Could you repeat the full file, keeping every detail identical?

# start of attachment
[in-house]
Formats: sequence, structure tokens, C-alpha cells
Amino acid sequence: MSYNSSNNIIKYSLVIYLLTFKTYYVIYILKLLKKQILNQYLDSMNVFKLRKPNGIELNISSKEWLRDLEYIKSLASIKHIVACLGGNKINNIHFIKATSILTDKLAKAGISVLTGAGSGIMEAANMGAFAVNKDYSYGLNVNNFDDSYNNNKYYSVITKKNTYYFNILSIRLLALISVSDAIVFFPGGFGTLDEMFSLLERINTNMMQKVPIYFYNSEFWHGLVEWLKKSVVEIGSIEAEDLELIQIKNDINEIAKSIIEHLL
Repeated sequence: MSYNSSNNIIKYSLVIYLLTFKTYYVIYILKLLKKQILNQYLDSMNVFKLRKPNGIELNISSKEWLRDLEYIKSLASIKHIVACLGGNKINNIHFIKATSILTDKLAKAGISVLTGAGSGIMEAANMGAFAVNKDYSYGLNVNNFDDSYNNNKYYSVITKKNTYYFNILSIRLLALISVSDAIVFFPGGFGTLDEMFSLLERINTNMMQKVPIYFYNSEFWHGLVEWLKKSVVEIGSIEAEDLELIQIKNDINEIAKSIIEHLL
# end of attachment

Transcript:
[in-house]
Formats: sequence, structure tokens, C-alpha cells
Amino acid sequence: MSYNSSNNIIKYSLVIYLLTFKTYYVIYILKLLKKQILNQYLDSMNVFKLRKPNGIELNISSKEWLRDLEYIKSLASIKHIVACLGGNKINNIHFIKATSILTDKLAKAGISVLTGAGSGIMEAANMGAFAVNKDYSYGLNVNNFDDSYNNNKYYSVITKKNTYYFNILSIRLLALISVSDAIVFFPGGFGTLDEMFSLLERINTNMMQKVPIYFYNSEFWHGLVEWLKKSVVEIGSIEAEDLELIQIKNDINEIAKSIIEHLL
Repeated sequence: MSYNSSNNIIKYSLVIYLLTFKTYYVIYILKLLKKQILNQYLDSMNVFKLRKPNGIELNISSKEWLRDLEYIKSLASIKHIVACLGGNKINNIHFIKATSILTDKLAKAGISVLTGAGSGIMEAANMGAFAVNKDYSYGLNVNNFDDSYNNNKYYSVITKKNTYYFNILSIRLLALISVSDAIVFFPGGFGTLDEMFSLLERINTNMMQKVPIYFYNSEFWHGLVEWLKKSVVEIGSIEAEDLELIQIKNDINEIAKSIIEHLL